RALEIGH, N.C. (WNCN) – When Raleigh originally created one-way streets its purpose was to in and out cars to and from downtown faster. Some of those one-ways are still around but can create confusion.

“We get some occasional, against the flow, turning the wrong way on a one-way street,” Chris Tonneli said, the co-owner at So&So Books. The store has operated on Person Street for nearly one decade.

Person Street is currently a one-way street and the city now wants to convert it to a two-way street. It hopes it can create more safety for pedestrians, slow down speeds and provide more visibility for businesses.

“The sort of extras, the peripheral things are thoughtfully planned, that’s sort of where my interest lies,” Tonelli said.

He wants city planners to consider transit systems, cyclists and crosswalks in their design.

“Downtown Raleigh used to have a lot of one-way streets,” Jason Myers said, the Transportation Planning Supervisor for the city.

Raleigh is going one street at a time with the current focus on Blount Street and Person Street north of Edenton Street. A design meeting is scheduled for this fall, but a construction timeline is still pending.

The process of converting one-way streets started more than a decade ago when the city updated its downtown policies and plans. The policy update was vague, but called for a restoration of two-ways where feasible and desirable.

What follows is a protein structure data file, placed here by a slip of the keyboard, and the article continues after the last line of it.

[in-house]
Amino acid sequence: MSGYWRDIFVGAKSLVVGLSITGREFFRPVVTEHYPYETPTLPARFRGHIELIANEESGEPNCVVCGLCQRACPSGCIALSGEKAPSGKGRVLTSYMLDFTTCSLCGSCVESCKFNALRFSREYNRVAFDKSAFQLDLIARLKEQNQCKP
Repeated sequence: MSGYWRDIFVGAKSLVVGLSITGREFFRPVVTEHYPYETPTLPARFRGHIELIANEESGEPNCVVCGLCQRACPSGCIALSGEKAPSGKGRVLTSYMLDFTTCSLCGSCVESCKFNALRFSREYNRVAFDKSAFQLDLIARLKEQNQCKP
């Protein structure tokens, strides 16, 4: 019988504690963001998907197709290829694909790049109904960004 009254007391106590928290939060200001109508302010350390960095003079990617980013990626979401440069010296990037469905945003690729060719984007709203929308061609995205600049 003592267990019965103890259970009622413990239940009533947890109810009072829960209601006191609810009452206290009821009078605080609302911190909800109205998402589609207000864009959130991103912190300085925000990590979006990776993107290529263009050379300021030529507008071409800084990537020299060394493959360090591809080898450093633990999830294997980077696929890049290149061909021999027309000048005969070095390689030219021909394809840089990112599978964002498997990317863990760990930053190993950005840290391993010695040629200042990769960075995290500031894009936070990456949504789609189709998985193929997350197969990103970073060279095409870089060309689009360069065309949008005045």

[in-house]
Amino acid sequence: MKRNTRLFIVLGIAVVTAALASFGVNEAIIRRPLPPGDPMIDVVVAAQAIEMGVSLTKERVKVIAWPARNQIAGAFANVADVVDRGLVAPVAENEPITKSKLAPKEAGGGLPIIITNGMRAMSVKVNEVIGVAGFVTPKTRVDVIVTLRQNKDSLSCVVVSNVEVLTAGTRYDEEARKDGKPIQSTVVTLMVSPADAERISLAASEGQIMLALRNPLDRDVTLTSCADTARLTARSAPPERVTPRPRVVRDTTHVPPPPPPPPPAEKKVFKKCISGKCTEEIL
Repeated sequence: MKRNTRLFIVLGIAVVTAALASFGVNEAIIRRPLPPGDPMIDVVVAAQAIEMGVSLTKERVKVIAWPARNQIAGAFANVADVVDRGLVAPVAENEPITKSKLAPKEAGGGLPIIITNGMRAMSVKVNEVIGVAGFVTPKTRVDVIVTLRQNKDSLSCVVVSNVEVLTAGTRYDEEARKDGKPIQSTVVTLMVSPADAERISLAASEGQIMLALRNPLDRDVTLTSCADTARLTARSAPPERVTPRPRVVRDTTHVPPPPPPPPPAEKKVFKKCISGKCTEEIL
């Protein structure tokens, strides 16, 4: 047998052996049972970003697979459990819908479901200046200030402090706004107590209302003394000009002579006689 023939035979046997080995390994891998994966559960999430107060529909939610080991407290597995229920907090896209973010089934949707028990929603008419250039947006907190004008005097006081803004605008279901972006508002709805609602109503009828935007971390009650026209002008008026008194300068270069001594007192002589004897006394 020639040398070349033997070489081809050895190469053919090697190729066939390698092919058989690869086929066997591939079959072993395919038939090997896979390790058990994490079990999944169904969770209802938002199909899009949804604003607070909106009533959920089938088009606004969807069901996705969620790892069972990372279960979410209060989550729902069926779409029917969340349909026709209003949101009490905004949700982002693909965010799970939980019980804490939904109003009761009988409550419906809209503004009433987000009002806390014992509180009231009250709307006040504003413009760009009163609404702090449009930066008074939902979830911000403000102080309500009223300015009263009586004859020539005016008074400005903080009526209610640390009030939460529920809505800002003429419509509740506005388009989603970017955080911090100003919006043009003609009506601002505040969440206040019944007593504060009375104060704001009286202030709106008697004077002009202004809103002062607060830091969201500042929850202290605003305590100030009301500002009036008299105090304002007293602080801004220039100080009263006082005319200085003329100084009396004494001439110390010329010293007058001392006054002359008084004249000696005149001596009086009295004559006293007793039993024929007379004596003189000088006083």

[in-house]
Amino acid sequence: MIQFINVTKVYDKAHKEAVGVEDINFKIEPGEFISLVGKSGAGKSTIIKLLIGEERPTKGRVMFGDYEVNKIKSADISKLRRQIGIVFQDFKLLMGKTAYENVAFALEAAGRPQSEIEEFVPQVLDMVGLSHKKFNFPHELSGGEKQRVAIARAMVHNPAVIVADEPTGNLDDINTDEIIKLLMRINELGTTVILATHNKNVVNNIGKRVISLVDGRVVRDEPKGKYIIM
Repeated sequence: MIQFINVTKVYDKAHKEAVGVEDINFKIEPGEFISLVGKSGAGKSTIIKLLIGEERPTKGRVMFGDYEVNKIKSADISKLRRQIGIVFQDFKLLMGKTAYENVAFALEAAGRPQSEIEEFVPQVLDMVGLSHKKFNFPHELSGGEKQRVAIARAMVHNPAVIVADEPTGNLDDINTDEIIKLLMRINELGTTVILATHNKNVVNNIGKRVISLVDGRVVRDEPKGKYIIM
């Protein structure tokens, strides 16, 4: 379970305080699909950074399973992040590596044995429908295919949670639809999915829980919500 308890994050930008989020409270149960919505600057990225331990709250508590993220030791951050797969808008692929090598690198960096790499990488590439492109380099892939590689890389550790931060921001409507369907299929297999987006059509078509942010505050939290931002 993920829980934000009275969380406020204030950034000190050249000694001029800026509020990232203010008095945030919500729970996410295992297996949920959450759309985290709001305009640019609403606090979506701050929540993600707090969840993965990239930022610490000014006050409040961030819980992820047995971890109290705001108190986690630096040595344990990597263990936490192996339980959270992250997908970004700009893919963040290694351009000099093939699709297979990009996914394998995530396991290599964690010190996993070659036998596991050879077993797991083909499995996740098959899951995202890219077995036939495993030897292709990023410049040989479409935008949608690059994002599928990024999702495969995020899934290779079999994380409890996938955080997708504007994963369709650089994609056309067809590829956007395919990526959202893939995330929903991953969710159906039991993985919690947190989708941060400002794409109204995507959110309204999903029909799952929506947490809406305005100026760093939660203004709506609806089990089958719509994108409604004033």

However, there are no specific streets on the conversation list.

“I think it’s going to take longer than 10 or 15 years,” Myers said.

That’s because the city needs to re-engineer signals and traffic patterns while working with bus routes when they change traffic flow.

The changes all add up.

“Every time we put in a new traffic signal or have to significantly change one, that costs a quarter of a million dollars,” Myers said.

Roads owned by the state or the legislature add to the complexity.

“The project on Blount and Person Street is really struggling with a lot of that and it’s something the city is going to be investing a lot of resources into,” Myers said.

In the short term, the city has been partnering with the North Carolina Department of Transportation on improving safety for pedestrians downtown. Myers said the NCDOT has funded a lot of those changes.

“Lowering speed limits, changing signal timing, changing some of the turns at some of the major intersections where at this point might put pedestrians at risk. We’re trying to reduce that risk and make it safer to walk,” Myers said.

He said people are going to see some of these changes over the next year or two.

In addition, he said when NCDOT resurfaces streets, the city looks for opportunities to do work at the same time.

Dawson Street and McDowell Street will soon be resurfaced so the city is working with DOT to make changes to lane patterns.

“There’s a phenomenon on McDowell Street where if you’re heading northbound and you want to drive through, there are three lanes through, but at one point everybody’s got to shift over one more lane,” Myers said.

He said planners are looking to eliminate those lane changes and to have a consistent three lanes through downtown northbound.

“And maybe add turn lanes in some places where they’re not or take turn lanes away where they’re not needed, add on street parking or loading zones so we’re looking at those things.”